After a 21-year drought, the NFL is returning to Los Angeles, the country's No. 2 media market and a nexus of all things showbiz. And while the Rams start packing their gear to make the trip from St. Louis to the Southland, the league's TV partners can look forward to the ratings boost that will come with representation in the massive DMA.
Or maybe not. While a hometown rooting interest should boost the NFL's L.A. Nielsen ratings, it's been so long since a team has planted a flag in the sprawling metropolis that any long-term prognostications are a matter of sheer guesswork. The NFL's hegemonic thrall over the TV landscape is a relatively recent phenomenon, but a little number crunching and a look at recent viewership trends suggest that an L.A. team might not necessarily have an outsized impact on the ratings fundamentals.
First things first. St. Louis is a mid-tier market, ranking 21st with a pool of 1.22 million TV households, accounting for a little more than 1% of the country's overall TV penetration. Last season, relatively few residents tuned in to watch the woeful Rams, which put up the sixth-lowest local deliveries with an average 17.9 household rating, which translates to just 218,000 homes. For the sake of argument, should the Rams secure the same rating in their new home market, they'd be reaching just shy of 1 million households (980,000), which is almost exactly four-and-a-half times the size of the average St. Louis audience, based on L.A.'s 5.49 million TV homes.
But a net gain of some 762,000 households is about as good as it gets. Outside of Boston, where Patriots fandom is compulsory, major market teams generally don't put up disproportionately huge TV numbers. The Giants and Jets last season averaged a combined 12.6 rating, which translates to some 930,000 homes in a DMA with 7.37 million TV households. Representing the No. 3 market, the Chicago Bears averaged a weekly draw of 957,000 homes. Even the Pats, which boast a stellar 35.5 rating in their home market, only average around 855,000 homes per game -- a robust figure for a town with 2.41 million TV homes, but a drop in the bucket when compared to the 15.6 million homes Brady and Belichick reached in their eight nationally broadcast games.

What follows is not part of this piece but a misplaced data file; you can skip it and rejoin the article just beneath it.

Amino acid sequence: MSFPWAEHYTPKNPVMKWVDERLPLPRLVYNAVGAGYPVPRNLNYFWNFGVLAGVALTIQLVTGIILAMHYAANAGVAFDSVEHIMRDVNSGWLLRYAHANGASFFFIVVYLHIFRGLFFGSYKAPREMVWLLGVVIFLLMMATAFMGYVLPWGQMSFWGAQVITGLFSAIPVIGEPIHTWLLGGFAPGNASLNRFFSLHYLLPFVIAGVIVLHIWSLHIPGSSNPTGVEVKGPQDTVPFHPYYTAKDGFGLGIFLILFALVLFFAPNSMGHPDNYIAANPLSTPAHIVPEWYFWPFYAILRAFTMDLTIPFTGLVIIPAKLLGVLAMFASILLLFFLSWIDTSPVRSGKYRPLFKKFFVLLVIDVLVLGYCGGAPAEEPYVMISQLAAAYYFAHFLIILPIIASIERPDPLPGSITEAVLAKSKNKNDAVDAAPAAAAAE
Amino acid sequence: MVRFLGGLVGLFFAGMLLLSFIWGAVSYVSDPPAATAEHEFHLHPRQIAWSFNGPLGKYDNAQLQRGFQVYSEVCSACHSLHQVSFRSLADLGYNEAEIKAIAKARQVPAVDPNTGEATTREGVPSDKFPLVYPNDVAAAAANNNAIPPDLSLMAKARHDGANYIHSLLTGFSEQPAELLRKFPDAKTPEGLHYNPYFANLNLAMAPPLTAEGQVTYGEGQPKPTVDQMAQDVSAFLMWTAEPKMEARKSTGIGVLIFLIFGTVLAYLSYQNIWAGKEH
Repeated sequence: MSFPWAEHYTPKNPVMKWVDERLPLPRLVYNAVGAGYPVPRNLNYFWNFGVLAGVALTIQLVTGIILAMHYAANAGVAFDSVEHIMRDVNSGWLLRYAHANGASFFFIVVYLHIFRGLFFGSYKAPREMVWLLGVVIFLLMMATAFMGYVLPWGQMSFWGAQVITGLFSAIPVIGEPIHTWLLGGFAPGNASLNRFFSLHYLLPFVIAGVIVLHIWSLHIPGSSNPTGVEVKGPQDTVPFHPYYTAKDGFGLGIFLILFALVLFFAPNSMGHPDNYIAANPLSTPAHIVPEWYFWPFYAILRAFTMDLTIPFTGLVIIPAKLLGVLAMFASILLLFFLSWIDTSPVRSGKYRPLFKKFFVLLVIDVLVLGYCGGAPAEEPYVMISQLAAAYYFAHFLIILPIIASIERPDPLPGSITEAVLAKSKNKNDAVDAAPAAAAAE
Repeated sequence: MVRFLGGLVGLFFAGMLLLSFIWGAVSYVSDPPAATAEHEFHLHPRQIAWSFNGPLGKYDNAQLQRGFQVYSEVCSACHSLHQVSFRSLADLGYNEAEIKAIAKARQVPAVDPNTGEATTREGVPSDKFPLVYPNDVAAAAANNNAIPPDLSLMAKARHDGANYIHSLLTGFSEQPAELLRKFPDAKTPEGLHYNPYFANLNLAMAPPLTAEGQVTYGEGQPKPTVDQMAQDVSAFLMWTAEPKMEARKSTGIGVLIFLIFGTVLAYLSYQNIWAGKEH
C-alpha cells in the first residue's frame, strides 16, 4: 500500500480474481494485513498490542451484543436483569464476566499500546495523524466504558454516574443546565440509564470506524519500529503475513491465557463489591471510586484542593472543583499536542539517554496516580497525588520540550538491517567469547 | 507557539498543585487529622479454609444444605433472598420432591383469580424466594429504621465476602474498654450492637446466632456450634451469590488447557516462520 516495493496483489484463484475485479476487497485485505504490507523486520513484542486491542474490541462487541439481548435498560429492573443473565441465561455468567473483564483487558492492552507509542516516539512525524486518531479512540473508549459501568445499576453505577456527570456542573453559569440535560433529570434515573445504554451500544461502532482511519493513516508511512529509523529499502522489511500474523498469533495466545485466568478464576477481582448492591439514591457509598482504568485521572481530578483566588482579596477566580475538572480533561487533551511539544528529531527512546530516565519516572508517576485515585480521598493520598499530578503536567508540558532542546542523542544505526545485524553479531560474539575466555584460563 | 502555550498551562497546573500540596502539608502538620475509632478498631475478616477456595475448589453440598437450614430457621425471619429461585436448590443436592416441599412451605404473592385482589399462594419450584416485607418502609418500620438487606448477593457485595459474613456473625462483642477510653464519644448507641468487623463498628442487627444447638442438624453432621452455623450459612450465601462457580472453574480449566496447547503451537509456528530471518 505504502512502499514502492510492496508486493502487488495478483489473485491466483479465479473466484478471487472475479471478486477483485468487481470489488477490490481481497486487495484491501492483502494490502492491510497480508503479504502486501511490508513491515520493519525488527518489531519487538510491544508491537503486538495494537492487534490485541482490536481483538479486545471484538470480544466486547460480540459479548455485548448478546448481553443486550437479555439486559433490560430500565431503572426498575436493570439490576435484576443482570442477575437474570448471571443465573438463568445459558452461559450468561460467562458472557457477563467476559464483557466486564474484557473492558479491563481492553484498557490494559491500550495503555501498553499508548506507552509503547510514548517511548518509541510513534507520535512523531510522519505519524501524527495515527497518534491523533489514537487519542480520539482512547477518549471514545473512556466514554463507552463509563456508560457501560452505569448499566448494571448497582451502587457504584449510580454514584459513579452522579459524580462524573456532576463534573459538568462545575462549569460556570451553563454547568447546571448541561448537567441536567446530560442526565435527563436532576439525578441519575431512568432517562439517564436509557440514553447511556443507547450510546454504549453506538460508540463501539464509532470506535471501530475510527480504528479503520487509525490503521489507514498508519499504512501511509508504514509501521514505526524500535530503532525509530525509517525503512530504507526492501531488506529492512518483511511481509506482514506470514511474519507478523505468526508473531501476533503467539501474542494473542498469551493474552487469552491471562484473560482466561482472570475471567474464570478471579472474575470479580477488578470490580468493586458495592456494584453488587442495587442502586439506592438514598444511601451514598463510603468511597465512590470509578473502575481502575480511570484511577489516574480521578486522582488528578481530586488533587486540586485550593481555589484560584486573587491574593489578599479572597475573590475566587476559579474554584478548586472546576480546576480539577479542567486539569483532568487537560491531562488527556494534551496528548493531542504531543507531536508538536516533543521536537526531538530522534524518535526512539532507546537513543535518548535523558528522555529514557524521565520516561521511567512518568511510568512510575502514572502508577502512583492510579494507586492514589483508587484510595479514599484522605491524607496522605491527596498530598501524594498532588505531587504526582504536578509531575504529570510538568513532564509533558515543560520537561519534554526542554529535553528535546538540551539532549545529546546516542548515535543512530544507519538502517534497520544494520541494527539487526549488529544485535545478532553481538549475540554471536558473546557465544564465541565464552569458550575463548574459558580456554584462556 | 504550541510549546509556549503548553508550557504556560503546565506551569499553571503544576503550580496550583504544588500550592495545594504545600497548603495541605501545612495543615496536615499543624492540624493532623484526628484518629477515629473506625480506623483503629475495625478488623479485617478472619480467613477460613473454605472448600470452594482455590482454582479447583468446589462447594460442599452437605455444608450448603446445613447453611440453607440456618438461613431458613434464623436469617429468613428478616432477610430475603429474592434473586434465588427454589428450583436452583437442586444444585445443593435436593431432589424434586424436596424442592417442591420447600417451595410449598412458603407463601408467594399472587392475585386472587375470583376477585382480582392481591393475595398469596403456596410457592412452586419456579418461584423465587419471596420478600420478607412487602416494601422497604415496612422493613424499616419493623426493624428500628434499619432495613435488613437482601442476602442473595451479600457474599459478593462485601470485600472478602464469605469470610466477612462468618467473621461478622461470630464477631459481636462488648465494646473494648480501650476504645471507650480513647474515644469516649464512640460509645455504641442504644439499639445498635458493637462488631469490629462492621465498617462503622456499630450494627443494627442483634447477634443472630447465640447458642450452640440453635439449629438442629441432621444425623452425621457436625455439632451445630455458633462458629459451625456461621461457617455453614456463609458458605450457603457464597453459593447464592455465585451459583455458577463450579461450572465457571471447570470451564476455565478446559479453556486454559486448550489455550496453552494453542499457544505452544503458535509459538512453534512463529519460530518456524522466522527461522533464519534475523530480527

The million-household-ceiling pattern holds true for all 32 NFL franchises. Football-crazed Dallas put up a sturdy 31.6 rating, which translates to around 835,000 homes. And the markets that may lay claim to some of the most overwhelming local ratings (Green Bay, New Orleans, Pittsburgh, Seattle, Buffalo) are so tiny when held up against New York and L.A. that their actual deliveries are practically a rounding error. Back in 2011, the Packers rang up a staggering 48.2 rating in Milwaukee, which adds up to 425,000 homes, or around 3% of the team's national deliveries.
If nothing else, the Rams' move to L.A. ensures that the NFC's ratings dominance over the AFC will endure through the foreseeable future. Eight of the top DMAs are home to an NFC franchise, and the top five markets, which represent 19% of the TV universe, are all NFC towns. (No. 1 New York splits the difference between the NFC East's Giants and the AFC East's Jets.) Of course, should the Chargers opt to relocate from San Diego, the AFC has an opportunity to gain some ground in L.A., but that decision may be up in the air until the conclusion of the March 20-23 owners meetings.
A different world
When the Rams begin settling into their new digs -- until the new Inglewood facility is completed in 2019, the team will likely play in the L.A. Memorial Coliseum, the 93-year-old pile the team ditched for Anaheim Stadium back in 1980 -- they'll be stepping into a sports culture that has done without the NFL for more than two decades. An awful lot has changed since the team and Al Davis' Raiders flew the coop all those years ago.
As difficult as it may be to imagine at this particular moment in history, the NFL of twenty-some-odd years ago wasn't anywhere near the colossus it is today. As the Rams and Raiders were working out their plans to leave Los Angeles after the 1994-95 season, some 83.4 million people watched the Super Bowl. Granted, Super Bowl XXIX was arguably the worst NFL title tilt on record -- the 49ers pounded the Chargers into a fine paste, winning 49 to 26 -- but that number wasn't too far off the beam from what other Super Bowls of the era delivered. At any rate, fast-forward to last year's Seahawks-Pats championship game, and the total audience had expanded by 31 million souls to a record 114.4 million viewers.